Another myth that people throw out all the time is that it's somehow wrong to buy a Leica body and then use an inexpensive lens from a different brand on that body. The idea being that once you've splashed out big money on an M or SL series camera you have some sort of obligation to use it only with a lens of the same brand. Having a bit of historic perspective I find this either amusing or witless. In the days when Leica and many other brands shared screw mounts for lenses photographers mixed and matched lenses and cameras with impunity. At one point in the 1950s Nikon launched a line of lenses that cemented their reputation for optical quality for decades to come. The screw mount Nikkor 50mm f1.4 was a legendary performer and many Leica camera users rushed to use that lens on their cameras.
It was the introduction of the R series Leicas, and indeed dedicated lens mounts from all major camera makers, that shifted the market away from people eagerly adapting the best options to being locked into one lens system. Each camera company designed their reflex cameras with different lens mount flange to film plane distances and each mount also had different mechanical linkages to effect exposure metering and auto stop down. Those differences made it much more difficult; impossible in some cases, to mix and match lenses and cameras from different sources.
The massive move since 2012 to mirrorless cameras, as well as the introduction of Leica's SL lens mount system for Leica users meant that adapting any of the lenses from the film days was now possible and allows users to choose the best from among a wide range of suppliers. And by "best" I don't mean just the most expensive but also the best cost-to-performance ratios for various imaging needs.
Leica M and SL camera users are taking advantage of different use profiles to choose the lenses that best fit their budgets and their projects instead of buying only the (very pricy) Leica branded products. And that's core to the promise of mirror-free?EVF enhanced camera systems. That's one of the many reasons why makers are inexorably moving to kill mirrored cameras and provide deeper systems of the newer tech. That, and the fact that mirrorless cameras can be so much less expensive to make....
Most photographers understand the logic of selecting the highest performing lens for the focal length range that they use most often. And most photographers do have a decided predilection for a certain focal length. Henri Cartier-Bresson and I both favored the classic 50mm while many, many street photographers embrace the 35mm. There are even long arching styles of lens choice with the 28mm (on full frame) in current ascendency. In the 1960's the focal lengths of 85, 90, 105 and 135mm were tremendously popular.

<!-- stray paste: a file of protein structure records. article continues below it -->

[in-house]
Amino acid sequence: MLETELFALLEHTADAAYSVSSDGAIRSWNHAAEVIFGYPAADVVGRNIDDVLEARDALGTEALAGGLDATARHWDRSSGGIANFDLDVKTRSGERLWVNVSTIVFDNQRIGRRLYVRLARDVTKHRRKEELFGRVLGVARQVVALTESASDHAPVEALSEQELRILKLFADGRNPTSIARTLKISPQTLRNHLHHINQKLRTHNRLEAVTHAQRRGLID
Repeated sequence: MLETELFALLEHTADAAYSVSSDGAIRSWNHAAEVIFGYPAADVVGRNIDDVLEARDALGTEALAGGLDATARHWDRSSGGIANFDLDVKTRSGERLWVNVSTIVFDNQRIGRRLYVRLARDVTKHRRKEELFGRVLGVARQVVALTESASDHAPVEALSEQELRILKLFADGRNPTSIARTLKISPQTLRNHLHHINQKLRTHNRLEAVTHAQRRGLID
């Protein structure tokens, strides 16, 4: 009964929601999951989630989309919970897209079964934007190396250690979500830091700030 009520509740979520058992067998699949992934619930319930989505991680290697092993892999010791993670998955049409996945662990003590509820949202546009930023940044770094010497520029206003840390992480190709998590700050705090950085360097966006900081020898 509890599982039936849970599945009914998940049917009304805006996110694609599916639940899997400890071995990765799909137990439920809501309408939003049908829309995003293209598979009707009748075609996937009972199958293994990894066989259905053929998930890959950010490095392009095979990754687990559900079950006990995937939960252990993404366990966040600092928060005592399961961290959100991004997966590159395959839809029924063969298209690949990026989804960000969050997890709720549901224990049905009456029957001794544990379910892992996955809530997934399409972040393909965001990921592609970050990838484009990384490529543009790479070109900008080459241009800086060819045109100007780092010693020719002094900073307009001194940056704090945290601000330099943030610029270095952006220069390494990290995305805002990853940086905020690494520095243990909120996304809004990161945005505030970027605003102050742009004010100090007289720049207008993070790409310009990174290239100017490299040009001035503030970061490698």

In some circles there is a fixation with ultra wide zooms that range from 12-24 to 14-24mms.
I think most users of systems like to buy lenses that are either made for their mount and actually of the same brand where their primary and most used lens is concerned. But I think it's for not for the snobbery of owning a particular brand as much as it's the reliability of the lens when it comes to autofocusing, handling and exposure accuracy. There is a presumption that the "native" lens will better match those interrelated linkages.
But I think even the most ardent, professional Leica user might buy a few Leica primes or one good, standard zoom for most of their work while readily, happily buying and using high quality lenses from third parties (at a quarter the price) for all the focal lengths that they feel need to be "covered" but which are used sparingly. For me this would include all the wide lenses. If I needed a wide angle zoom I would immediately see what Sigma has in their art series. I'd buy their 14-24 Art lens for L mount in a heartbeat and wouldn't even consider the Leica 16-35mm. Why spend the money on a lens I'd use on less than 10% of the shots I take? The same applies to longer lenses as well. Once I've crested the 90mm or 105mm focal length range I wouldn't consider the very expensive Leica offerings if I could instead make use of a different brand at a lower cost. That's why I have a Panasonic S-Pro series 70-200mm f4.0 instead of Leica's 90-280. I only use my current 70-200mm a couple times a month and rarely for anything really demanding. Spending an extra five or six thousand dollars makes no sense given my shooting habits.